Secret jails may just be one more form of police criminality that has multiplied during the drug war,” Phelim Kine, HRW’s Deputy Asia Director, said. He has urged Duterte’s government to mandate the CHR and the National Bureau of Investigation to find the secret jails and prosecute those operating them. But will Duterte take any notice?

Police criminality continues to rise

Kine’s assessment is likely correct. There is ample historical evidence of police brutality in the Philippines, but police criminality since Duterte launched the war on drugs in June 2016 has become more prevalent. More than 7,000 suspected drug dealers and users have been killed since the campaign began. The police claim responsibility for less than half of them. HRW assert that many of the remainders were extrajudicial executions carried out by the PNP. Those numbers don’t even include those innocently killed in the crossfire, or “collateral damage”, as Duterte puts it.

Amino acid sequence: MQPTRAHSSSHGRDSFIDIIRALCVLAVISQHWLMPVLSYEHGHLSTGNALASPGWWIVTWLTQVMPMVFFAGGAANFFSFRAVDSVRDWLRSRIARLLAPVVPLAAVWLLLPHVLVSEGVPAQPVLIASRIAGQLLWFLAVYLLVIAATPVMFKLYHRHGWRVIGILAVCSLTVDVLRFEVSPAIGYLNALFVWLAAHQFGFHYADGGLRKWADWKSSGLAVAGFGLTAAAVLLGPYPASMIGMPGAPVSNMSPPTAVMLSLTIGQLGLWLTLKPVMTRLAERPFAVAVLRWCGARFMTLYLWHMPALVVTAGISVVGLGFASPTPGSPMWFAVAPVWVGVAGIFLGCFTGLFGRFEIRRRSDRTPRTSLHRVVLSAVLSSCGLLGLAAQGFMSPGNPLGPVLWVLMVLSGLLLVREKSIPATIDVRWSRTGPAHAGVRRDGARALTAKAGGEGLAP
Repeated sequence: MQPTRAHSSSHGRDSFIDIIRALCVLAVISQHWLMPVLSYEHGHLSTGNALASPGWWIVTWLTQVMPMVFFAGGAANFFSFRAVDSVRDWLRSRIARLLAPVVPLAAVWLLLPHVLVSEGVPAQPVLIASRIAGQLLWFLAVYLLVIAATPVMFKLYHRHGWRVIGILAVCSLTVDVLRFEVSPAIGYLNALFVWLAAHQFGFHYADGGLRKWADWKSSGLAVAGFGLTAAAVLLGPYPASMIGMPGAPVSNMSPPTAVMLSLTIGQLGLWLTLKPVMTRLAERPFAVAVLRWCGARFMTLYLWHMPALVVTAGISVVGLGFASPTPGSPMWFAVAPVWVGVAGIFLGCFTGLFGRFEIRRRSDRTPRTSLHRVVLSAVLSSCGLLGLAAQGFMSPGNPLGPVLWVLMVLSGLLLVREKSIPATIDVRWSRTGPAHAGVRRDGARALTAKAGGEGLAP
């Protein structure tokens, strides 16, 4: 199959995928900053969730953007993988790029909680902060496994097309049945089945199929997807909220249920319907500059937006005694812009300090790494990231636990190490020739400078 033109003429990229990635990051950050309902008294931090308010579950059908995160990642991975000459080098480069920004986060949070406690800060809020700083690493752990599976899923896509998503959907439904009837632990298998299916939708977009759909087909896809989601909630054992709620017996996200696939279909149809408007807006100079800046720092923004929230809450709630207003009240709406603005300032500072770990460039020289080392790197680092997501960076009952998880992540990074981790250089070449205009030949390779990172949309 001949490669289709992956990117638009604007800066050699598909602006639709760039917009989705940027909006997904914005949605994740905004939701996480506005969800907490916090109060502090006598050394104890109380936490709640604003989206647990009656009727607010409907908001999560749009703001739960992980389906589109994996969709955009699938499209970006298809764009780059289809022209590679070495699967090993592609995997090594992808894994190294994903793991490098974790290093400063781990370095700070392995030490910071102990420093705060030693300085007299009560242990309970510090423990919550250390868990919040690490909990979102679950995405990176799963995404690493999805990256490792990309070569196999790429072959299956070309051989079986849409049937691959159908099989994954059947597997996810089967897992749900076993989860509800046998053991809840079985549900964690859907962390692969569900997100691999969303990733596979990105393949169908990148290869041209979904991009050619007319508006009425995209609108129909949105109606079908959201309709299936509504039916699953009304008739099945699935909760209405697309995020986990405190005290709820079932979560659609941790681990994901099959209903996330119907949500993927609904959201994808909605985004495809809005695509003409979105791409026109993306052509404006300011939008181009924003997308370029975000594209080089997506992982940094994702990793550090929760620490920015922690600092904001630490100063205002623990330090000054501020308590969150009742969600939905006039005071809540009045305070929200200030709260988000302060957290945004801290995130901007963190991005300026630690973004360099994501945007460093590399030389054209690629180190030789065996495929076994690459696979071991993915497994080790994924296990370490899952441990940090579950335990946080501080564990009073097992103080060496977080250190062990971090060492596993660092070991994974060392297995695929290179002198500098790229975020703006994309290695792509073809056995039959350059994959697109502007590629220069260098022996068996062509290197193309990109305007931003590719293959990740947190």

In late January, Duterte suspended the war on drugs while he tried to root out corruption and reorganise the PNP. It was a short hiatus; Duterte made no major changes and the war soon resumed. The PNP’s own “internal cleansing” – of which Domingo was a staunch supporter – has had little impact.

Duterte says he will look into the secret cell

More recently, Duterte lambasted the police again after four officers were arrested on charges of kidnapping and extortion in Manila’s Makati district. Never a man to mince his words, he did not hold back. “I was reading, coming here, another spot report of four policemen again (linked to) kidnapping,” he said, before adding, “These policemen, sons of whores!”